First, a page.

I cant find enough information on those motors for this to be reliable. I took a guess on the battery size. I had to make some assumptions, particularly with the max power of the motor (So just ignore the “map power over the limit of the motor” for now - This has little to no impact on hover throttle. I am pretty sure you would be over the limit, but I cant find any data on these motors, so we cannot rely on my 200W assumption which is likely low):
The main take away here is that your 750kv motors with 15" props are no good. 33% hover throttle is not good. This does not provide enough “under”-head (i just made that term up - the opposite of overhead, haha) for this setup to be controllable.
Dropping down to 4s is what it will take to make these 750kv motors work:
If you are looking at new motors, you can actually get pretty close just looking at the motor test data many motors provide. I recommend not purchasing motors that do not provide test data. Unfortunately, this typically means they cost a little more.
Have you seen something that looks like this? (this is the test data from https://www.hobby-wing.com/arris-4010pro-brushless-motor.html)
The goal is to have ~2-2.5 thrust-to-weight ratio. This should provide about equal throttle control both up and down, which is important on a hovering machine like a 'copter. Too much could mean it might not come down. Too little might mean it will struggle for control in adverse conditions like wind. That means we want ~2-2.5x the AUW in thrust at maximum, and we want the 45-55% thrust to be equal to the AUW.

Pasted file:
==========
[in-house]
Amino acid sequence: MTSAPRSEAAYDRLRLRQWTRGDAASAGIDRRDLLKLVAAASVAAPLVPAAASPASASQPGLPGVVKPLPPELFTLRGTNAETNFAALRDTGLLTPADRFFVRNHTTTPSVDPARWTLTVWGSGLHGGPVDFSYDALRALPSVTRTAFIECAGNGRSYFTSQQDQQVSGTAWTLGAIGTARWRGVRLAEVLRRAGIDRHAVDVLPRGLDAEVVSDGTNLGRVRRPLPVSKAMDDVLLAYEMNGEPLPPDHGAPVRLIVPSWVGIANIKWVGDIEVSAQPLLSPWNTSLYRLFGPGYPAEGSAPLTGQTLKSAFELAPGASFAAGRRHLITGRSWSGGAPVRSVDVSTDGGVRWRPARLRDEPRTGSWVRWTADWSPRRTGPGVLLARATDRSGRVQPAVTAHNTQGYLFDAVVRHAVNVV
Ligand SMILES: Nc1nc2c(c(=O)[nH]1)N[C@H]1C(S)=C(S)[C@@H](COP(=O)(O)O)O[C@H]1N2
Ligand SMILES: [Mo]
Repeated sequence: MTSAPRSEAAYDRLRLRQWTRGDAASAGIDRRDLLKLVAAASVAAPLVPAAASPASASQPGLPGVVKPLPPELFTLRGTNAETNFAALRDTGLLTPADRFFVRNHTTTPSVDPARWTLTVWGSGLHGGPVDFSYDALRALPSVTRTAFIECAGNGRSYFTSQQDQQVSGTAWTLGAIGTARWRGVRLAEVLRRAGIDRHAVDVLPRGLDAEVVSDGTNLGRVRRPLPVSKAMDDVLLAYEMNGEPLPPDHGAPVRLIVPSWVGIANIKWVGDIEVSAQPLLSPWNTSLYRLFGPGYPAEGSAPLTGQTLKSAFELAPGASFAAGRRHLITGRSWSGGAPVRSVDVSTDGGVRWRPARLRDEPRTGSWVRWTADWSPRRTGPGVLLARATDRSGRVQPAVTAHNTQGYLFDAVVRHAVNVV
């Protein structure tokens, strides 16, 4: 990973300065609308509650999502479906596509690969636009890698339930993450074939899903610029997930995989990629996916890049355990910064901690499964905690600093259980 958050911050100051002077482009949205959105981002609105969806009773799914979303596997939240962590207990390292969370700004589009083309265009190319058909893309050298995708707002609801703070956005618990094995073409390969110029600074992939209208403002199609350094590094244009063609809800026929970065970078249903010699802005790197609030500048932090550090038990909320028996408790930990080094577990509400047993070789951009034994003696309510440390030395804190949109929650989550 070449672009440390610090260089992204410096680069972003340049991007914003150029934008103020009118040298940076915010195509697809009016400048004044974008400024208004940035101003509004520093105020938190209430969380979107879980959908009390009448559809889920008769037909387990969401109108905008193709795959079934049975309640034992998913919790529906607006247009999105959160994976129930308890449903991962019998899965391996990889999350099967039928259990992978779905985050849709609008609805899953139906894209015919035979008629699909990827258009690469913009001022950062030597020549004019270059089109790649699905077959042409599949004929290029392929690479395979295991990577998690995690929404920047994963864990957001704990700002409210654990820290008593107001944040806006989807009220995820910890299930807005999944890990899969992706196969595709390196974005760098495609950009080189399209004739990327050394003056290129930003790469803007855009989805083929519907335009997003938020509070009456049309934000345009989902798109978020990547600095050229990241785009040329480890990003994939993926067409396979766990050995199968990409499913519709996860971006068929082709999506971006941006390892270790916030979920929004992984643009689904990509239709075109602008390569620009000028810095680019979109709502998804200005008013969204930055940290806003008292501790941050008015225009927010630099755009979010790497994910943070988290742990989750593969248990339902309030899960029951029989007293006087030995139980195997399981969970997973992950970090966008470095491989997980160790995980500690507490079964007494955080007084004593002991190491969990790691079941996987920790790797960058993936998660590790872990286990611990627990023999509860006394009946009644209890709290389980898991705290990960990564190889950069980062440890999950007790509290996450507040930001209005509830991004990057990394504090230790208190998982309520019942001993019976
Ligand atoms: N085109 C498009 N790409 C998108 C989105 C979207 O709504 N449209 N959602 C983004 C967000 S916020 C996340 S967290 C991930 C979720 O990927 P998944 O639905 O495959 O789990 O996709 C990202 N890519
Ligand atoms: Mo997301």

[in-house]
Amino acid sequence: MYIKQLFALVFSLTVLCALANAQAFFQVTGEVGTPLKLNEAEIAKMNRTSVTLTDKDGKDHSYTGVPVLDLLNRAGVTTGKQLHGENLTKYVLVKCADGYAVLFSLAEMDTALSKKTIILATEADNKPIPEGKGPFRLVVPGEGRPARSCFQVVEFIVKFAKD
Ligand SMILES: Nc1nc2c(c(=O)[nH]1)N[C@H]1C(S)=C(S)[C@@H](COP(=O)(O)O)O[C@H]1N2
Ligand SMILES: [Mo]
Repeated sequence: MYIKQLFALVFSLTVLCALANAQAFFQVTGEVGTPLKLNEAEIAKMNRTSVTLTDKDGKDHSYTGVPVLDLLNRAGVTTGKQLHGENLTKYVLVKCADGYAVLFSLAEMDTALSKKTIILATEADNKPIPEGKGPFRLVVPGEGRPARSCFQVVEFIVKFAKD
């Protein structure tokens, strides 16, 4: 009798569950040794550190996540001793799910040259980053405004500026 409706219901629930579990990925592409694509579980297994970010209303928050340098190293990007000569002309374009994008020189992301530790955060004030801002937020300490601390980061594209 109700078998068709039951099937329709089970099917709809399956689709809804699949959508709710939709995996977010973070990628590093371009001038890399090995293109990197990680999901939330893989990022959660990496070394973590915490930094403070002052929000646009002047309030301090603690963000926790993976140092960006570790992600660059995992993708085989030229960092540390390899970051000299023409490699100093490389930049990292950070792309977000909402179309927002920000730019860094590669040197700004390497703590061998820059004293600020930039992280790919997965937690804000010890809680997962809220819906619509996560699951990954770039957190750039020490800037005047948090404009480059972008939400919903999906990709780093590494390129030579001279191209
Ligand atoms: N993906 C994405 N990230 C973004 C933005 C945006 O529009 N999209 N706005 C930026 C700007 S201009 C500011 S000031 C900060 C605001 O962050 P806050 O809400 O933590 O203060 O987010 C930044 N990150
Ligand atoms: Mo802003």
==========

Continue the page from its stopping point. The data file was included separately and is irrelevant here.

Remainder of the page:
Personally, I tend to spec my systems on the high side ~2.3-2.5 thrust-to-weight, and I have had good success doing so. I do not have alot of experience at the altitudes you are flying at, but I would assume that you might want to do the same to help account for the thinner air. And higher pitch props.
This is my process for selecting motors when tools like ecalc are not available:
- Take AUW and multiply by 2. (4.4kg in your case)
- Divide by number of props (4 in this case, obviously) results in 1.1kg for your copter
- Check motor voltage rating (4s vs 6s)
- Check motor test data for your prop size
4a. check 100% for min 1100g thrust. I prefer to have a little over head.
4b. Check motor test data at 50% for 550g (because we want the copter to hover at 50%, the thrust at 50% must be nearly equal to your AUW (2200/4)
- Select ESCs that are rated at or above the current draw for 100% condition
Beyond that, you can start to go down the rabbit hole and geek out over the efficiency rating (g/W). The higher the g/W number, the longer the flight time you will get on a particular battery.
Edit: I guess linking that motor might have been a little tricky of me. I think those would be a touch powerful for your AUW, but not too much.